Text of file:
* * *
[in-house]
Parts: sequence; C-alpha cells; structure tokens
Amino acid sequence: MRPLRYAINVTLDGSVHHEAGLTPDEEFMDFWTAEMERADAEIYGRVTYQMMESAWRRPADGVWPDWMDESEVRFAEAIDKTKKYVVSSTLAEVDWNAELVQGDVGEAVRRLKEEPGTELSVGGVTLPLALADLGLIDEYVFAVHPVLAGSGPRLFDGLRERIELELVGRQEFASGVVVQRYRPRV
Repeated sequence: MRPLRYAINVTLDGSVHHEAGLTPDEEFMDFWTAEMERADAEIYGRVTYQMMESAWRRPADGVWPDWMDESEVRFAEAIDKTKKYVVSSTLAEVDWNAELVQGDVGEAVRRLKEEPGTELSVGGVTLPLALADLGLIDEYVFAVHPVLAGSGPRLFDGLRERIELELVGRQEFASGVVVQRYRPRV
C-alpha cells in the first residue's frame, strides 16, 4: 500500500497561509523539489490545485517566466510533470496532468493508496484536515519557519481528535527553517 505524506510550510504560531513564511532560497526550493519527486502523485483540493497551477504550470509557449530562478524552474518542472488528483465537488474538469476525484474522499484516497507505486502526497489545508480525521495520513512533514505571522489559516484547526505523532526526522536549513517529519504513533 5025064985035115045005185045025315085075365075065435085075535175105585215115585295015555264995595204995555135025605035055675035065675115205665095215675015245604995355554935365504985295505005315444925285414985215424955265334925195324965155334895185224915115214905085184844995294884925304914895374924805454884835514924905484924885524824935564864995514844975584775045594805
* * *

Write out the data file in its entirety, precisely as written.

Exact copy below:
[in-house]
Parts: sequence; C-alpha cells; structure tokens
Amino acid sequence: MRPLRYAINVTLDGSVHHEAGLTPDEEFMDFWTAEMERADAEIYGRVTYQMMESAWRRPADGVWPDWMDESEVRFAEAIDKTKKYVVSSTLAEVDWNAELVQGDVGEAVRRLKEEPGTELSVGGVTLPLALADLGLIDEYVFAVHPVLAGSGPRLFDGLRERIELELVGRQEFASGVVVQRYRPRV
Repeated sequence: MRPLRYAINVTLDGSVHHEAGLTPDEEFMDFWTAEMERADAEIYGRVTYQMMESAWRRPADGVWPDWMDESEVRFAEAIDKTKKYVVSSTLAEVDWNAELVQGDVGEAVRRLKEEPGTELSVGGVTLPLALADLGLIDEYVFAVHPVLAGSGPRLFDGLRERIELELVGRQEFASGVVVQRYRPRV
C-alpha cells in the first residue's frame, strides 16, 4: 500500500497561509523539489490545485517566466510533470496532468493508496484536515519557519481528535527553517 505524506510550510504560531513564511532560497526550493519527486502523485483540493497551477504550470509557449530562478524552474518542472488528483465537488474538469476525484474522499484516497507505486502526497489545508480525521495520513512533514505571522489559516484547526505523532526526522536549513517529519504513533 5025064985035115045005185045025315085075365075065435085075535175105585215115585295015555264995595204995555135025605035055675035065675115205665095215675015245604995355554935365504985295505005315444925285414985215424955265334925195324965155334895185224915115214905085184844995294884925304914895374924805454884835514924905484924885524824935564864995514844975584775045594805